The committee has heard from fired FBI Director James Comey, but has not yet received documents from him.
- Frank Thorp, Marianna Sotomayor, Vaughn Hillyard
House Speaker Paul Ryan wants everyone to know that the turmoil currently roiling the White House will not imperil Congress from tackling the issues.
“We can walk and chew gum at the same time,” House Speaker Paul Ryan said at a press conference, attempting to turn the conversation back to the GOP agenda.
He didn’t get far: a reporter asked if he’d prefer to be working with Vice President Mike Pence.
“Good grief,” Ryan said, refusing to answer the question.
Leading Republicans are struggling to defend the president's decision to hire Michael Flynn as national security adviser in the wake of news that Flynn had warned the transition team he was under federal investigation.
Here, Chairman of the House Oversight Committee Rep. Jason Chaffetz is pressed on the matter not once, not twice, not thrice, but four times, before finally conceding that Flynn "probably shouldn't have" been hired.
Looks like Russia isn't the only story of the day.
News broke Thursday morning that former Fox News Chairman Roger Ailes had died. The TV mogul left the company he built earlier this year in the wake of a former anchor’s lawsuit and numerous allegations of sexual harassment.
The cause of death is not yet known publicly.
“I am profoundly sad and heartbroken to report that my husband, Roger Ailes, passed away this morning surrounded by his beautiful family,” wife Elizabeth Ailes said in a statement.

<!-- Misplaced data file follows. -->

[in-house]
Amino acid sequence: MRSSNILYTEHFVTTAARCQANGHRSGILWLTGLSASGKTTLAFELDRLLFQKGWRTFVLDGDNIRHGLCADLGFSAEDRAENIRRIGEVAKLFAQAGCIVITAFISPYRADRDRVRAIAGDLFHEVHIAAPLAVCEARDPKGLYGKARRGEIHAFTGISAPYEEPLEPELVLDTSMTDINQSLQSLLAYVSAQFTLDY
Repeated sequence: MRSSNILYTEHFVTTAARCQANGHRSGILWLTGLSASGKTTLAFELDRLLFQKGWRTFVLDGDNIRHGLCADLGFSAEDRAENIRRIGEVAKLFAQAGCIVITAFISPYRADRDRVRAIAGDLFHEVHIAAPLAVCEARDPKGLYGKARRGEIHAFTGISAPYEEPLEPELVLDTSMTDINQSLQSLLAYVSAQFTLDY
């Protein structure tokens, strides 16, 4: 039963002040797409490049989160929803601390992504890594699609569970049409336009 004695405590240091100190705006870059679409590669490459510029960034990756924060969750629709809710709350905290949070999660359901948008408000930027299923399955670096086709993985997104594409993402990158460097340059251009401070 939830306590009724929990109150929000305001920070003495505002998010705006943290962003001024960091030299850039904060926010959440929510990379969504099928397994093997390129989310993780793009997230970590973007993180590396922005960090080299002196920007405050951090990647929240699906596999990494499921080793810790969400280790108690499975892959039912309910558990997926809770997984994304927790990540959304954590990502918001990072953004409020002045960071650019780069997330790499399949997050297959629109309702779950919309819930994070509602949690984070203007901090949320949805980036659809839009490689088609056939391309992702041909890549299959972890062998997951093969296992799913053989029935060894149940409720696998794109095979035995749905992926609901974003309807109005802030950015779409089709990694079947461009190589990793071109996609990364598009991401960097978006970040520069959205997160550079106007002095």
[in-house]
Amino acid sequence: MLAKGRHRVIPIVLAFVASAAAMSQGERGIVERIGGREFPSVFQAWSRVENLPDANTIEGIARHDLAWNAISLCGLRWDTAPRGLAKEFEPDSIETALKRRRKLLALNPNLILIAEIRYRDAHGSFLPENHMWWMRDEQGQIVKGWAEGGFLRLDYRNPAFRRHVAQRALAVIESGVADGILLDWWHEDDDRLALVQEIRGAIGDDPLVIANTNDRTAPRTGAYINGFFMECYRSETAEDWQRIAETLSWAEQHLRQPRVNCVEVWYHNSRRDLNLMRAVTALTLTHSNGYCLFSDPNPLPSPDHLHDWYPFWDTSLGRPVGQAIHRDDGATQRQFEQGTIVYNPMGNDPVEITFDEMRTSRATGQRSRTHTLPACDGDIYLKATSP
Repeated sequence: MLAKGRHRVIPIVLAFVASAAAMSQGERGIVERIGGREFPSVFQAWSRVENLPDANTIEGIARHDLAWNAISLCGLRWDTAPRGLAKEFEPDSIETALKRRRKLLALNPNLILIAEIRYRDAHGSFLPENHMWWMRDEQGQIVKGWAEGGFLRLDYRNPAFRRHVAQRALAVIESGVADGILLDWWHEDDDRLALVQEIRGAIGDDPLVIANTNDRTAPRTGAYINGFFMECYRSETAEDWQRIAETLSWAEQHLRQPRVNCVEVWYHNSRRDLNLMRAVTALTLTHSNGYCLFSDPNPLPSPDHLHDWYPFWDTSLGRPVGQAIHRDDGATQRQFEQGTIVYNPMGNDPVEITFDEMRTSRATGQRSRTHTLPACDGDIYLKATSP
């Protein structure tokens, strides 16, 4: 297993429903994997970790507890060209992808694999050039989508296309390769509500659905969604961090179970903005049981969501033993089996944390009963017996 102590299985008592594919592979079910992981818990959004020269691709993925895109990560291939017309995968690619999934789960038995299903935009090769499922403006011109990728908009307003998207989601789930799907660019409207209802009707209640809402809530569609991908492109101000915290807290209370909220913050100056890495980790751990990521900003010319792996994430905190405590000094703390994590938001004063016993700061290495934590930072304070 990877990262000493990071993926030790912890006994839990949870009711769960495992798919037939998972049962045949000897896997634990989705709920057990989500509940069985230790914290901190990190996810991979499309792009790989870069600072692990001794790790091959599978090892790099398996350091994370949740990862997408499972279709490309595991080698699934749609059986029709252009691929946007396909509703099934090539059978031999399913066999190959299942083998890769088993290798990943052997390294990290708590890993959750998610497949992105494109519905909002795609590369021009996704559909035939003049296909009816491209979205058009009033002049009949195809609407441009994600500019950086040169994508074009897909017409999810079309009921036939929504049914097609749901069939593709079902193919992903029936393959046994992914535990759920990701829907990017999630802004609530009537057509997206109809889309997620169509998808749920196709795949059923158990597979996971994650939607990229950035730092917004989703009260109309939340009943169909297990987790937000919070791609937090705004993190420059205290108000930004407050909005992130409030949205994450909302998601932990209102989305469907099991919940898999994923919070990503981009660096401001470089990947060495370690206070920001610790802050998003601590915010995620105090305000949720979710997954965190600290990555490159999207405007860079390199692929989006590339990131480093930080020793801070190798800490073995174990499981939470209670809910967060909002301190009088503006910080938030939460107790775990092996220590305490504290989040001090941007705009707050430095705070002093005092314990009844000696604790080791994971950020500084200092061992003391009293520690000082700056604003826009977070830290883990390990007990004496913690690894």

Did you sleep last night? Well, then you might have missed a lot of news, because this media storm isn’t taking a break.
Here are the must-read stories you might have missed overnight.
"With all of the illegal acts that took place in the Clinton campaign & Obama Administration, there was never a special councel appointed!" the president Tweeted this morning. (And it's spelled "counsel," by the way.)
A survivor of one of the more contentious periods in recent U.S. political history, Mueller, 72, commands rare bipartisan support for someone who has been so prominent in national affairs for so long.
"Despite this warning, which came about a month after the Justice Department notified Mr. Flynn of the inquiry, Mr. Trump made Mr. Flynn his national security adviser. The job gave Mr. Flynn access to the president and nearly every secret held by American intelligence agencies."